A Thing
The Green SheetGreen Sheet

The Green Sheet Online Edition

October 12, 2009 • Issue 09:10:01


Little actions add up

It is a sad fact of human existence that many people are drawn to do things that are unproductive or even harmful to themselves and others. Some deeds are so out of line with society's norms that they are decried, and their perpetrators are scorned and punished; however, most harmful actions are little, day-to-day things that may seem inconsequential in the moment but can add up to lives of dashed hopes instead of fulfilled dreams.

As ISOs and merchant level salespeople, you make myriad little choices throughout the day:

  • You could get plenty of sleep each night so that you are refreshed at the beginning of each day, or you could stay up late watching television reruns and oversleep in the morning so that you're late to work.
  • If you drink gourmet coffee, you could smile, say a warm hello to the person who takes your order and leave a generous tip, or you could frown, gruffly put in your order and not even consider leaving a tip.
  • You could take a walk outside to clear your head, appreciate the beauty of your environment and get your blood flowing after sitting at your desk for several hours, or you could hunker down, slump in your chair and work until your neck and shoulders begin to ache.
  • At lunch you could stop eating when you are full, or you could gobble up everything on your plate and munch on cookies when you return to your work station.
  • You could coach a colleague who is going through a sales slump to see if you can help spot what the individual's weak areas are, or you could guard your knowledge, fearing you'll lose your competitive edge.
  • In the late afternoon, you could decide to make one more business phone call, or you could leave the office early and have a beer instead.

All of these small decisions, ones that are so easy to overlook, have weight. And it's not just at work where you make the constant little decisions that shape your future for good or ill:

  • As a parent, you could choose to spend time helping your child do a difficult homework assignment or stretch out on an easy chair and read the paper instead, leaving the young person to figure it out alone.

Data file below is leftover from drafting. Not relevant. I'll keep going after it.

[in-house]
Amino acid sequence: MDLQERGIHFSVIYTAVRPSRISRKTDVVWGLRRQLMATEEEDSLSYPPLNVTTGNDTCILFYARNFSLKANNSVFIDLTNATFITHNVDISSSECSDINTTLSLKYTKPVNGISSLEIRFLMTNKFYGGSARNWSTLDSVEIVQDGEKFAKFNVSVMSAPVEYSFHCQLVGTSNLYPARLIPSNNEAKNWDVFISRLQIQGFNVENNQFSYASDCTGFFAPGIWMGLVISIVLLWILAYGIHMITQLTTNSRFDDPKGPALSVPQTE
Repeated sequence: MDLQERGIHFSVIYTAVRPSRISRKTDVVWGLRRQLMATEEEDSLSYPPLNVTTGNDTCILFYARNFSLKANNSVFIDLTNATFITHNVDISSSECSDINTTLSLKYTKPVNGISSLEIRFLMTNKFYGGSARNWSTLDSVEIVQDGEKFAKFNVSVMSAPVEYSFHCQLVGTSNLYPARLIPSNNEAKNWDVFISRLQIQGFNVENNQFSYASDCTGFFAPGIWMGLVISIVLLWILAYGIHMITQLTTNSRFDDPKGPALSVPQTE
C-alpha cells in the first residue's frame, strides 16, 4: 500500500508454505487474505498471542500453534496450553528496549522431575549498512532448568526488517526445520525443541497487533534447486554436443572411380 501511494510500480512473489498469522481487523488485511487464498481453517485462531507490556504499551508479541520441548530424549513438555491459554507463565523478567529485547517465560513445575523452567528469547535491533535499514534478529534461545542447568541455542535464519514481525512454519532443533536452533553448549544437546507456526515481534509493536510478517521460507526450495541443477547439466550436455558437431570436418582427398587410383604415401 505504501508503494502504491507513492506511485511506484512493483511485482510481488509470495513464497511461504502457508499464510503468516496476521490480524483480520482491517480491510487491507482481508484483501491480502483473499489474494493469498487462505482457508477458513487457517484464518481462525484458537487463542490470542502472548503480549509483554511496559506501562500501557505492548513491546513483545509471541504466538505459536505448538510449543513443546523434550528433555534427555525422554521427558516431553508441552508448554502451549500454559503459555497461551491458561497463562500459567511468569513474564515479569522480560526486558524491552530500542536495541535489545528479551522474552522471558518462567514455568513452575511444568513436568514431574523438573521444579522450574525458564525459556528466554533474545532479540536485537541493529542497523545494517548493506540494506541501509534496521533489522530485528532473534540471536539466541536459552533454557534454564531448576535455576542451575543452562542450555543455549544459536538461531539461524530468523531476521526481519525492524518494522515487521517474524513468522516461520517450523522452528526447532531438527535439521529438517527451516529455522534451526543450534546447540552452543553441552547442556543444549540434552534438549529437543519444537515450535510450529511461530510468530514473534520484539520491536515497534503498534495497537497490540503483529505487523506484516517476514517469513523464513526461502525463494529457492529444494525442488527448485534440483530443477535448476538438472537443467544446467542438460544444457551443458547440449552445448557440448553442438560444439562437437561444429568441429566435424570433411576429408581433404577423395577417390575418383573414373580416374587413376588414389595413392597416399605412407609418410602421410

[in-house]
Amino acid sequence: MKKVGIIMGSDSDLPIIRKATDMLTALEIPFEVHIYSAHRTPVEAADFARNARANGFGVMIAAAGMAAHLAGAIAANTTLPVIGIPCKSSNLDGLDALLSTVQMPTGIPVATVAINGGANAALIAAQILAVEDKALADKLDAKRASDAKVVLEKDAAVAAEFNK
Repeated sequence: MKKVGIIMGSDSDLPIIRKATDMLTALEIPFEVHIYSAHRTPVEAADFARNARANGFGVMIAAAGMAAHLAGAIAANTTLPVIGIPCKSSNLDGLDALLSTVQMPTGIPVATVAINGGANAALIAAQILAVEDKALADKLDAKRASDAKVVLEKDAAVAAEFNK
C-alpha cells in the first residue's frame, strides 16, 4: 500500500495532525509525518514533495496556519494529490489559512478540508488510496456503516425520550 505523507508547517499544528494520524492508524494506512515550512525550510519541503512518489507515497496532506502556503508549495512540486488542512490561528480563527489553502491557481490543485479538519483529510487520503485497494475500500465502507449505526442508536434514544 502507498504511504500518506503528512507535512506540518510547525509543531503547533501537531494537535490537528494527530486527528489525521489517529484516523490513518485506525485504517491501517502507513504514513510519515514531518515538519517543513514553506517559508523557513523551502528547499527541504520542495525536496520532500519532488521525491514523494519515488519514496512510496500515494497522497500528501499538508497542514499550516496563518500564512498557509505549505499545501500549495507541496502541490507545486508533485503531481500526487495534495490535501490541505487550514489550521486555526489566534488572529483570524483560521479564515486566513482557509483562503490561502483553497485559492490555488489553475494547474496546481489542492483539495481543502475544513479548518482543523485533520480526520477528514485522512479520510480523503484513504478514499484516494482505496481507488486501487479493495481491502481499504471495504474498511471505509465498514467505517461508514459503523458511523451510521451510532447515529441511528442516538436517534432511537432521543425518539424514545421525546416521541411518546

• As a spouse or housemate, you could notice dirty dishes in the sink but elect to leave them because it's not officially your job to do cleanup.
  • As a son or daughter, you could keep in touch with your parents, telephoning and sending notes regularly, or you could think of them in passing but never make the time to check in with them.
  • As a community resident, you could receive notice of a clothing drive in the mail and go through your closets to gather appropriate items for those less fortunate than you are, or you could put the notice aside, forget about it and put it in your recycle bin months after the clothing drive is over.
  • As an amateur artist, athlete or hobbyist of any kind, you could devote a little spare time each day to your craft and seek out others with similar interests who will help support your growth, or you could lie back on your couch and think it's not worth pursuing something you love if you can't do it full time.

These decision, too, have import. So what do you want to do?

  • Do you want to be the one who is vigorous and radiant because you make healthy decisions about eating and exercise, or do you want to be the one who is sneaking an extra piece of pizza when nobody is looking and suffering the consequences?
  • Do you want to be the MLS who answers a merchant's call, even if it's late in the evening, and thereby win the merchant's loyalty, or do you want to ignore the call and deal with a disgruntled client the next day?
  • Do you want to someday be a senior citizen whose children cherish their childhood memories of you, or do you want to be someone your children think of as a stranger?

It's up to you. Day by day. Minute by minute. You can shape your life the way you want it to be. And each little victory, each positive decision you make when your emotions pull you in the opposite direction will be a boon to you, as well as to your family, colleagues and community. end of article

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